Did someone ask for support? Because Alfa's AISS™ ankle support is really, really sturdy! We are talking about extreme class boots support here. I have never seen such a stiff leather boot since the extreme class craze in the 80's. Only this time, at a super light weight and much more comfortable than any Asolo Extremes or Merrell SuperComps! Lateral control and edging couldn't be better unless you switch to the T4/Excursion plastic class. Amazing, truly amazing!
Of course, a sturdy boot with that much ankle support and such a stiff upper cuff will never reach the level of comfort of the Alaska XP or the Alfa Guard. And that is quite normal. One should not expect to have a super stiff boot that feels like a pair of old slippers. The FREE is almost like a plastic boot with an outer leather lining. This is pretty much what the AISS thing is. It's brilliant, it really is! But it also means that the general feeling of the ski experience is also tending towards the plastic boot feeling. You all know how I much I hate the robotic plastic boot feeling. Well, honestly, the Alfa FREE is a very, very nice compromise. The best compromise we can get! Almost the same level of control of a plastic boot, with a feeling really not so light-years-away from your old pair of leathers. That said, the FREE is surprisingly comfortable for its class. In fact, I could say that despite its stiffness, it's probably the most comfortable of all the extreme class boots so far. And with such great support, it also makes a VERY nice skating boot, no matter if you're skiing groomers or open fields, or even if you're skating with Nordic blades. Without a doubt my new all-time favorite skating boot!
For all of you chart junkies out there, here is one particularly relevant. It seems quite simple at first sight, but there is actually A LOT of technical information packed in there. It took me quite some time to come up with all the details and to objectively analyze each boot, but I think it makes a great guide to evaluate what you need at a glance. I didn't add a "warmth" row because that would be hard to fairly compare and most of these boots have quite similar insulation. Lateral control = edging and steering power. Hiking = walking, boot packing, everything that doesn't imply actual skiing with the boot. And feeling is... Well, you know. It's the feeeeel man. The actual level of blissful sensations that run through your whole body when you go downhill. The actual level of dopamine and adrenaline running in your blood and up to your brain. A number indicating how freely the telemark quintessence embedded in every snowflake is able to run through your boots and be transferred from the skis directly to your spine. In other words, it means the essence of telemark... The spirit of telemark.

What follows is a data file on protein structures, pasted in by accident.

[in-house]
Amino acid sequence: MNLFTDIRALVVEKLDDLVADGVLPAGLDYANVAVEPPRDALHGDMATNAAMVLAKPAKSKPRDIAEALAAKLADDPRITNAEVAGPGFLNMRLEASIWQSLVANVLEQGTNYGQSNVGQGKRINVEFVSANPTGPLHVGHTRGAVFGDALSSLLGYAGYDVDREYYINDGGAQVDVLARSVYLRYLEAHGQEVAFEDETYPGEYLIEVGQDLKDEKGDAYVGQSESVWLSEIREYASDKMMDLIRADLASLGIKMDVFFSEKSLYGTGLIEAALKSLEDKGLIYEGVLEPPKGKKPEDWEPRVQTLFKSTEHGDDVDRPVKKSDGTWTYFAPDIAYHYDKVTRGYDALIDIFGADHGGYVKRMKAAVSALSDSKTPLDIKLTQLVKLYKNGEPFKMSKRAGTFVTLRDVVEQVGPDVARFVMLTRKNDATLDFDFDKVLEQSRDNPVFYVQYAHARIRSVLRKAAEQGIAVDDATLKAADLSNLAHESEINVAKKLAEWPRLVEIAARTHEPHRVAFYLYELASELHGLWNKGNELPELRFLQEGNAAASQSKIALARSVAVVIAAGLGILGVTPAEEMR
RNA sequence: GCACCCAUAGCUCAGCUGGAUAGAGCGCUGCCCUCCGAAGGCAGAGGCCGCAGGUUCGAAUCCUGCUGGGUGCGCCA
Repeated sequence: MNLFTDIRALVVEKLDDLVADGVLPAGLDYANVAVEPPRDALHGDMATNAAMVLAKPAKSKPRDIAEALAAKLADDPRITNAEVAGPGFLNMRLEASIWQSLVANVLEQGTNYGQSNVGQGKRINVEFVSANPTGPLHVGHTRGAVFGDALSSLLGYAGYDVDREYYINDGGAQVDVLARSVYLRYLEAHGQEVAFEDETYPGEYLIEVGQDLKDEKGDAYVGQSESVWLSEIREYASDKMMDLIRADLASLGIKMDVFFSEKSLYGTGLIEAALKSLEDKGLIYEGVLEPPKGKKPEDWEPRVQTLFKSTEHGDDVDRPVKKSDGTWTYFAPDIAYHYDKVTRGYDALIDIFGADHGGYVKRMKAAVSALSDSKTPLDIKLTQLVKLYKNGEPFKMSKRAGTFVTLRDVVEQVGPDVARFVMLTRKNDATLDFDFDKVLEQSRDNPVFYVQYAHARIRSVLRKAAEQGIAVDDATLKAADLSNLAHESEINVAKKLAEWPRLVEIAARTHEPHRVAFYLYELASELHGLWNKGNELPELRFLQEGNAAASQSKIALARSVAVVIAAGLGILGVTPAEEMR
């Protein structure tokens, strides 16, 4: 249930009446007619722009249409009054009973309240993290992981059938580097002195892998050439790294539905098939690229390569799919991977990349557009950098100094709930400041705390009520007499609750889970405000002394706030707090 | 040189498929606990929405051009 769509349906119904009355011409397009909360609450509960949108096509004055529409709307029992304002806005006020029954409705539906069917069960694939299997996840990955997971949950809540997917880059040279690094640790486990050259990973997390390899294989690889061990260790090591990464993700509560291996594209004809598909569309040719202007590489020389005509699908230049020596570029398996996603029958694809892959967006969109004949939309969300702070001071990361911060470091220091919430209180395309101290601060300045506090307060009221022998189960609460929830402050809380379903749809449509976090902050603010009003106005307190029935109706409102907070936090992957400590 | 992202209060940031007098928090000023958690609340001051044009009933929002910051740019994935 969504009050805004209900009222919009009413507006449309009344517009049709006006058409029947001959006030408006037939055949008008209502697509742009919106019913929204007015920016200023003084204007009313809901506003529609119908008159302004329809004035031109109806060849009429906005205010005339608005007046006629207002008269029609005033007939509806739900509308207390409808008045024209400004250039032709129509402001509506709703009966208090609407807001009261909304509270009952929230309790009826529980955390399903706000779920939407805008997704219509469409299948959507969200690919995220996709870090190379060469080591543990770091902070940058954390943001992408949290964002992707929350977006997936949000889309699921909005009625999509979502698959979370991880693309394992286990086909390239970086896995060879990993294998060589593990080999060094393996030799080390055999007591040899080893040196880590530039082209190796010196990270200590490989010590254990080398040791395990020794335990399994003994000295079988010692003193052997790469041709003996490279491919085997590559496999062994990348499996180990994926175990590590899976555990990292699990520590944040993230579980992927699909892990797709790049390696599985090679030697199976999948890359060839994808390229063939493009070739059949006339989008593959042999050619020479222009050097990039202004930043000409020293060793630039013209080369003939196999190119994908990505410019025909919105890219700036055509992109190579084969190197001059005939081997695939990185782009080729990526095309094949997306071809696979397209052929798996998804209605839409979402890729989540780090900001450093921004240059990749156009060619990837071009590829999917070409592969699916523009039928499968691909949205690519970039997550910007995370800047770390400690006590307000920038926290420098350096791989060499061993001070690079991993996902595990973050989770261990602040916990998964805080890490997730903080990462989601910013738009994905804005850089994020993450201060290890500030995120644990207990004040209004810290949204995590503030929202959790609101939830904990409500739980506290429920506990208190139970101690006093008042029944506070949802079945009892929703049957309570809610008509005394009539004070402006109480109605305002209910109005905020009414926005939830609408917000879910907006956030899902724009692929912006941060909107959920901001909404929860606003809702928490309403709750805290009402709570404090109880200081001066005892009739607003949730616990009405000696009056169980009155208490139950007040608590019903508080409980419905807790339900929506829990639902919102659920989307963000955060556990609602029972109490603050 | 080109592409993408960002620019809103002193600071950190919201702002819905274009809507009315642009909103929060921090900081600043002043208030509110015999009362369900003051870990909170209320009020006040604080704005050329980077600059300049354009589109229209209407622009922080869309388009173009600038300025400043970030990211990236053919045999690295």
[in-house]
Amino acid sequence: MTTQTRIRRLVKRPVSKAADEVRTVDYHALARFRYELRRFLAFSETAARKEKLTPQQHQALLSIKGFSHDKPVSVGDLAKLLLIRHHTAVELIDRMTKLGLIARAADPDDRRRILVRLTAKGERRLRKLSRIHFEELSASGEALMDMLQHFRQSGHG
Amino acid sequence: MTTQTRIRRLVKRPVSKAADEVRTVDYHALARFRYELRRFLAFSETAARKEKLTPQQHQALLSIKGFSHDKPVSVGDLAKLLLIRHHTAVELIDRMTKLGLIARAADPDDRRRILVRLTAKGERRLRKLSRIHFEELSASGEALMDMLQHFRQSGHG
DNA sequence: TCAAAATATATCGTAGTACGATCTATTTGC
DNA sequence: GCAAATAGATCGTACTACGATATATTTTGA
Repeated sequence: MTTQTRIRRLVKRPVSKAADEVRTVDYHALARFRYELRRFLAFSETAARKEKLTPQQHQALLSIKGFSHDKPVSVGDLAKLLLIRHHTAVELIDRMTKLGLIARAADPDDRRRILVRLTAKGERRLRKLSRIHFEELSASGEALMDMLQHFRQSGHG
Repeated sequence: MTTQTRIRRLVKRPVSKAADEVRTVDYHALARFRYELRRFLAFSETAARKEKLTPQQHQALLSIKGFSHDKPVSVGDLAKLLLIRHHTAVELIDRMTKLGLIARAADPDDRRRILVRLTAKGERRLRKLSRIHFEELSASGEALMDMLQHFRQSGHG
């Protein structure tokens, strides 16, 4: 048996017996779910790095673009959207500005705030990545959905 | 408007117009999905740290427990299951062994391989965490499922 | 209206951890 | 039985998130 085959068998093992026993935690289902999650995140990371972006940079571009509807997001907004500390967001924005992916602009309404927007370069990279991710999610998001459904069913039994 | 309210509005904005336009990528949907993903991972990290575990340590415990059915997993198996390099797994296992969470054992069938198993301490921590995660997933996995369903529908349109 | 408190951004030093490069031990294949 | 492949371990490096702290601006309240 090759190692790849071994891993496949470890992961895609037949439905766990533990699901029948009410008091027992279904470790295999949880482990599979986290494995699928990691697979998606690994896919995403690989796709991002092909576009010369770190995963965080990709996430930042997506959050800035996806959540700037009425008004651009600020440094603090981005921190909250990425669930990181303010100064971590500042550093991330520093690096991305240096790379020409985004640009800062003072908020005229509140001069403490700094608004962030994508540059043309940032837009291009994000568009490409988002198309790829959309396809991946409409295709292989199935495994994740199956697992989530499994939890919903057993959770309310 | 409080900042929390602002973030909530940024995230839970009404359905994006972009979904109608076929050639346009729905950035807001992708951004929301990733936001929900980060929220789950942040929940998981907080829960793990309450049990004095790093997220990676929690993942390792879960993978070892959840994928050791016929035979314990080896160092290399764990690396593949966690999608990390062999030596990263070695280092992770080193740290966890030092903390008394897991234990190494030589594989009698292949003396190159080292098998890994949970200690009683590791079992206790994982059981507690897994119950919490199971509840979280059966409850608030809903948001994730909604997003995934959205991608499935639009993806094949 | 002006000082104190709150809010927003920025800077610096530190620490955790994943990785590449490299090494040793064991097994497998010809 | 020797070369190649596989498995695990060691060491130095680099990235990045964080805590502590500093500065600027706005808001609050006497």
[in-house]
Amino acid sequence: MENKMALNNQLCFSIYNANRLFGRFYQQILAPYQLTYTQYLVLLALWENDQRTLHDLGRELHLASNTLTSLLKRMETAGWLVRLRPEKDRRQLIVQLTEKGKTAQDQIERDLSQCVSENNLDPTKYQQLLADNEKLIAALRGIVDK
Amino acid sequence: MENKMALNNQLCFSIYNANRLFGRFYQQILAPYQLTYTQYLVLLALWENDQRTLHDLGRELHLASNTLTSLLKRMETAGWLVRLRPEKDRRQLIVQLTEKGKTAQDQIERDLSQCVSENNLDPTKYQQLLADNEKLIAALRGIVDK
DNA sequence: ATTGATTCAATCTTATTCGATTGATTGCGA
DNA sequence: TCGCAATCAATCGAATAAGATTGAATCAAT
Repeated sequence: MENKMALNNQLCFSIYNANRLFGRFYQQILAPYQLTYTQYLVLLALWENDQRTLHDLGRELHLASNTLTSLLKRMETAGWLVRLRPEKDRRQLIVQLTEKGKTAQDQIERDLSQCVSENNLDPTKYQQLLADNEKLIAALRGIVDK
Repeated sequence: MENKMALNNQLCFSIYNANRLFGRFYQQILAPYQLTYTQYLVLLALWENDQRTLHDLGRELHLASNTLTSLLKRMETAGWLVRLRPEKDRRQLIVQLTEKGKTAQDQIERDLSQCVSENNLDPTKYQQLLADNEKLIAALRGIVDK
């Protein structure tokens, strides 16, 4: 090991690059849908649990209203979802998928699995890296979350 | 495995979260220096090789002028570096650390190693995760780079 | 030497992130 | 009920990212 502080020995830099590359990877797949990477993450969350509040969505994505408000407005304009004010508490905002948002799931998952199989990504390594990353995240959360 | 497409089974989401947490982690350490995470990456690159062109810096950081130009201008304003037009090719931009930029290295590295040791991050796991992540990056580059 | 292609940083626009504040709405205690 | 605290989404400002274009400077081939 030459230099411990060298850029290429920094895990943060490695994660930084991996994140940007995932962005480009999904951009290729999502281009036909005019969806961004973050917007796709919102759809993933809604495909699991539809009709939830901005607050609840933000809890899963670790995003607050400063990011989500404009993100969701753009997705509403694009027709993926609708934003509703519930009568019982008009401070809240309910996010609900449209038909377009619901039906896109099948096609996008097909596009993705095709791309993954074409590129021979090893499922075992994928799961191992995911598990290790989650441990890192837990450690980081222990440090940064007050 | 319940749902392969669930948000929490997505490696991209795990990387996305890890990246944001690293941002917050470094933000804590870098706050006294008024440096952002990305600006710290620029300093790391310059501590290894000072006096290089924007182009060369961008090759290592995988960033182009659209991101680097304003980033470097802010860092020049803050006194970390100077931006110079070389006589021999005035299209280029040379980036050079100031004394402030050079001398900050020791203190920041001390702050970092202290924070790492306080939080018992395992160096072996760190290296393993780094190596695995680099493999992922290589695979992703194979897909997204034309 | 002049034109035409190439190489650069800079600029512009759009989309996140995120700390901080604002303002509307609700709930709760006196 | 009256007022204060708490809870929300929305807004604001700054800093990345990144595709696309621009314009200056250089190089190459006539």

Once again, Alfa delivered another masterpiece of boot design. They pushed the XPLORE system to the limits with the avant-gardist FREE APS boot. A perfect blend of traditional Norwegian shoemaking mixed with modern design and futuristic features like the Boa fit system and the Recco avalanche rescue technology. A HUGE improvement in support and lateral control over any other NNN-BC or 75mm leather boot on the market. Whether it's for nordic skiing, skating, telemark or cross-country downhill, the FREE A/P/S offers more power than you will ever need. Much more comfortable than your favorite extreme class XCD boot, and most importantly, probably more than 50% lighter! Never before in the history of skiing have nordic and telemark skiers been able to have that much control in a leather boot while feeling so light as the same time. Hats off to you Alfa for coming up with such a fantastic and advanced piece of gear! Thank you SO MUCH!
FREE yourself of everything. Turn the red dials, tune into the power and dance your way downhill!
(For very serious skiers only... and obsessive control freaks!)
Johnny, February 2022
845g (43 EU)
€599,00 (680$ USD, 865$ CAD)
UPDATE February 23, 2022
A little update after 2 weeks in a row on the Alfa FREE boots... First of all, I have to admit that I have grown accustomed to the BOA fit system. Or should I say, TOTALLY addicted! I knew it would be cool and fun, but it's a lot more than this. I'm totally sold to the BOA thing. And I can honestly say that I really miss it when I go back to laces. It's just so great to make minor adjustments on location without freezing your hands, this is something that just wasn't possible before. And it's truly AWESOME! I'm afraid I will now NEED Boas on my other boots too. N-E-E-D! I sure will jump on any upcoming boot model available with the red dials. Please Alpina, please!
Second, for all the folks out there judging a boot just by its stiffness, here is a little something for you. Stiffer and More Supportive does NOT necessarily always mean better downhill performance. And this is a good example. As surprising as it may sound, the Alaska XP seems to be a better downhill tool than the Alfa Free. While it's true that the Free is without a doubt MUCH stiffer, that it offers a lot more leverage and A LOT more ankle support, the reality is that I find the skis much easier to turn with the Alaska XP!